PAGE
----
LOS ANGELES—Filipino-American teacher Maryann Abdon vividly remembers the whipping winds, pelting rains and mass evacuations when Hurricane “Irene” struck the US East Coast last year.
“It was terrifying,” said Abdon, who fled her home, about 5 kilometers from the bay in Cape May, New Jersey. “But this one (Hurricane ‘Sandy’) scares us more. We expect it to be really, really bad.”
Hurricane “Sandy” is expected to make landfall Monday night (Tuesday morning in Manila) near the southern New Jersey coast, prompting widespread evacuations and mass transit shutdowns.
The National Hurricane Center said Sandy was expected to bring “life-threatening storm surge flooding” to the East Coast.
The storm surge is expected to be as high as 3.3 meters in some areas, including Jersey City, New Jersey, which has a large Filipino-American community.
The Philippine Embassy on Monday issued an advisory urging Filipinos on the East Coast to “take all necessary precautions and brace themselves” for what has been described as the biggest storm in recent history.
The embassy said the advisory was sent to 11 states in the superstorm’s path. There are an estimated 310,000 Filipinos living in those states, according to the embassy.
Myrielle Falguera, a medical office administrator who lives in the seaside community of Long Beach, New York, said many Filipinos in the area had already been evacuated.
“Some friends and I decided to stay behind,” Falguera said. “It’s already cold and windy here. I hope we don’t lose electricity.”
Washington resident Arnedo Valera said his family stocked up on water, nonperishable food items, batteries and other essentials as early as Friday when they first heard about the approaching hurricane.
“We’re glad we made early preparations,” he said. “We heard some grocery stores have run out of food items.”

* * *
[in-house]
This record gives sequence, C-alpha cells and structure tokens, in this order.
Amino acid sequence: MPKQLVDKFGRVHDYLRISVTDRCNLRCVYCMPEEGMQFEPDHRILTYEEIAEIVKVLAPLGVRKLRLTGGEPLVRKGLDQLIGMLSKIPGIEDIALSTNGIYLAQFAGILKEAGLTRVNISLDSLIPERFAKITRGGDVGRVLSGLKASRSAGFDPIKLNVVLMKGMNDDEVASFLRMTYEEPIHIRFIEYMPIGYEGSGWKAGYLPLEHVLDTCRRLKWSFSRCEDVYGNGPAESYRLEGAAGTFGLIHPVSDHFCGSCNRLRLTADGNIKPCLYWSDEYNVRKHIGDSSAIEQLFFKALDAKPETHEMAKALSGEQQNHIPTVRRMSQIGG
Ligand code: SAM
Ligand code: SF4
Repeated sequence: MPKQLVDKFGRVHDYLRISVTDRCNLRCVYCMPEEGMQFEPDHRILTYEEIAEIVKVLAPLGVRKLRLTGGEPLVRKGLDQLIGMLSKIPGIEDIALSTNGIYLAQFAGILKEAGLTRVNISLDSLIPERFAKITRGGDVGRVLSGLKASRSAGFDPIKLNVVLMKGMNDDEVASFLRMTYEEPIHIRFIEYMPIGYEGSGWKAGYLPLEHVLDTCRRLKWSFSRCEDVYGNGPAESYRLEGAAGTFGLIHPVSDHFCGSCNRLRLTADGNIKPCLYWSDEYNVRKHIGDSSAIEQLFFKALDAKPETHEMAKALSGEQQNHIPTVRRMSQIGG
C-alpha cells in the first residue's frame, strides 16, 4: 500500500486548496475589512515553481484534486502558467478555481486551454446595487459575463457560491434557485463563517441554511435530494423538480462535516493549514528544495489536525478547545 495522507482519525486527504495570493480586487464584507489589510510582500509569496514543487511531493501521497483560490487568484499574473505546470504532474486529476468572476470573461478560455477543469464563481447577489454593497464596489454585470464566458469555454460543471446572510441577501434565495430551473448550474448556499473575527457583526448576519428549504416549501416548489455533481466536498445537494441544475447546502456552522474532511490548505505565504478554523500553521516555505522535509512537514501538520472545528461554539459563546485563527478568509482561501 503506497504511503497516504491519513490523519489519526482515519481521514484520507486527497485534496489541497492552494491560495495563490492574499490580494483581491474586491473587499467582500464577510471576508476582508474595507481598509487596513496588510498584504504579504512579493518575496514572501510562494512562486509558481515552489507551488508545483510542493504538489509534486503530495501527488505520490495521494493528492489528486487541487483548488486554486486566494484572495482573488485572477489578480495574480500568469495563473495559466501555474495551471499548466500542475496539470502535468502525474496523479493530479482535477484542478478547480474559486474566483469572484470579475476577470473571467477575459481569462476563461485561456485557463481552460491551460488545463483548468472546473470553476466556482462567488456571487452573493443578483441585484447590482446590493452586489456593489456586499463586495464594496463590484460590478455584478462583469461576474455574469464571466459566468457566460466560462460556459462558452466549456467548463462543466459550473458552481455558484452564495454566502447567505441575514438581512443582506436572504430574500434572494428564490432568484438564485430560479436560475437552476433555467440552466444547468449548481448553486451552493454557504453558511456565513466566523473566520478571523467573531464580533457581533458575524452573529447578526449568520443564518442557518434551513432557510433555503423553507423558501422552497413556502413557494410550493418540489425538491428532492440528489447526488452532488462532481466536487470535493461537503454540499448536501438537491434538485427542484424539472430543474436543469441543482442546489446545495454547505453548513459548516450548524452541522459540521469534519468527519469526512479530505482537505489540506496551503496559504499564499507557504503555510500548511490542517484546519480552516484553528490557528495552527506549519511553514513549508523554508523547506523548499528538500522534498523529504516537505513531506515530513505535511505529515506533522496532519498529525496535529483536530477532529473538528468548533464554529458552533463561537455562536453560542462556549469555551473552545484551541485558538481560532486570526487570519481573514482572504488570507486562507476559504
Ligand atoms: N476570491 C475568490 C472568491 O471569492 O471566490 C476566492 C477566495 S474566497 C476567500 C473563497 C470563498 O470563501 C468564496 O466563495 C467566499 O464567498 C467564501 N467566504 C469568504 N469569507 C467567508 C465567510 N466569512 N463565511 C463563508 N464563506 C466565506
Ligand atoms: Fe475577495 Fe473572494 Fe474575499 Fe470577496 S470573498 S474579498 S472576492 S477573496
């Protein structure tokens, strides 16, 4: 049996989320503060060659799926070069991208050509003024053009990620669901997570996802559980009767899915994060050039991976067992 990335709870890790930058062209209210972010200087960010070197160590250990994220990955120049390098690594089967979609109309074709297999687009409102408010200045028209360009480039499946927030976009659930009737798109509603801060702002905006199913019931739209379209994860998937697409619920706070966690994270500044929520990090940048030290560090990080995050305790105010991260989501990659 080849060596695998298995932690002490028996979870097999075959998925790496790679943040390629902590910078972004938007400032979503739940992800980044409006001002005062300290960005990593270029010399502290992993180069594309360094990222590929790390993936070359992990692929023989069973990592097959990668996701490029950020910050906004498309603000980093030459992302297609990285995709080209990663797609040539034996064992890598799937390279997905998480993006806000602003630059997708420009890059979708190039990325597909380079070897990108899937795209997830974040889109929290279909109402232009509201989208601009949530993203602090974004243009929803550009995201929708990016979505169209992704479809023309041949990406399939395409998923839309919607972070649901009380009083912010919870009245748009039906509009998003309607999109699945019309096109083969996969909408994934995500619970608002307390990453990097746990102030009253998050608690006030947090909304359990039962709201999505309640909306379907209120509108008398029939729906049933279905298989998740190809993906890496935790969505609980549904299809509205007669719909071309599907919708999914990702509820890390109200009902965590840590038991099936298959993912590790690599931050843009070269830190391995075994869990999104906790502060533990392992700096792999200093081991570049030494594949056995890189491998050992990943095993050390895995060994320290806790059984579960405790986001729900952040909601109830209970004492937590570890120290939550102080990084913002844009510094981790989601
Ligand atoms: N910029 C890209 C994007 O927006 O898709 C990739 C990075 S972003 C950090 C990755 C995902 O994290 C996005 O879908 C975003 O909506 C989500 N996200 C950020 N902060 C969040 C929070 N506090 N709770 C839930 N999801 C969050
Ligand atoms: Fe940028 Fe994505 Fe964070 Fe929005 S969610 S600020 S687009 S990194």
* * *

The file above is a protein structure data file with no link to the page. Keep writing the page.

Valera, a lawyer and community leader who volunteers for the legal team of President Barack Obama’s local campaign, said he removed his “Vote for Obama” signs on his lawn in anticipation of strong winds and heavy rains. He said campaign activities were suspended.
Valera said his nonprofit group, Migrant Heritage Commission, forwarded the embassy’s advisory, along with government-issued emergency preparedness guidelines, to thousands of Filipinos by e-mail.
The National Federation of Filipino American Associations on the East Coast also distributed the embassy’s advisory to its members, said Washington-based Bing Branigin, the group’s assistant director of communications.
“We have full confidence in the government’s readiness to respond to emergencies,” Branigin said. “But we still have to remind community members not to be complacent and to be prepared.”
Philippine Ambassador to the United States Jose Cuisia Jr. said the embassy and the Philippine Consulate General in New York activated 24-hour help desks to assist Filipino tourists traveling to the East Coast who may be affected by the hurricane.
“We advise our [countrymen in places on] the path of Hurricane Sandy to stay indoors and avoid unnecessary travel until the storm has passed,” Cuisia said.
The advisory was sent to Filipino communities in North Carolina, South Carolina, Georgia, Virginia, District of Columbia, Maryland, Delaware, Pennsylvania, New Jersey, New York and Connecticut.
Filipinos who need assistance may call the embassy’s duty officer at (202) 368-2767 or the Consulate General in New York at (917) 294-0196, the advisory said.